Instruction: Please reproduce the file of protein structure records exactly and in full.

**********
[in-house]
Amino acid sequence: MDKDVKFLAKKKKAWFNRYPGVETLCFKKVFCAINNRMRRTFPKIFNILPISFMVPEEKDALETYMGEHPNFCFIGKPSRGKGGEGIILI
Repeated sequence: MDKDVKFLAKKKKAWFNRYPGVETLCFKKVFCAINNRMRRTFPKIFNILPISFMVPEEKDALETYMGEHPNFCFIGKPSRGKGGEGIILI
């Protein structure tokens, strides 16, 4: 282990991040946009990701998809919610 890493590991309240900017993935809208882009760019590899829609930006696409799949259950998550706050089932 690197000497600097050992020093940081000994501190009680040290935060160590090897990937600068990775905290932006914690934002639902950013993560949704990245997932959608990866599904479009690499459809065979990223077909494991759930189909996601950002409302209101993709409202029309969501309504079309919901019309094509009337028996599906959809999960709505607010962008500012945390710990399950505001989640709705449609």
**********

[in-house]
Amino acid sequence: MDKDVKFLAKKKKAWFNRYPGVETLCFKKVFCAINNRMRRTFPKIFNILPISFMVPEEKDALETYMGEHPNFCFIGKPSRGKGGEGIILI
Repeated sequence: MDKDVKFLAKKKKAWFNRYPGVETLCFKKVFCAINNRMRRTFPKIFNILPISFMVPEEKDALETYMGEHPNFCFIGKPSRGKGGEGIILI
């Protein structure tokens, strides 16, 4: 282990991040946009990701998809919610 890493590991309240900017993935809208882009760019590899829609930006696409799949259950998550706050089932 690197000497600097050992020093940081000994501190009680040290935060160590090897990937600068990775905290932006914690934002639902950013993560949704990245997932959608990866599904479009690499459809065979990223077909494991759930189909996601950002409302209101993709409202029309969501309504079309919901019309094509009337028996599906959809999960709505607010962008500012945390710990399950505001989640709705449609």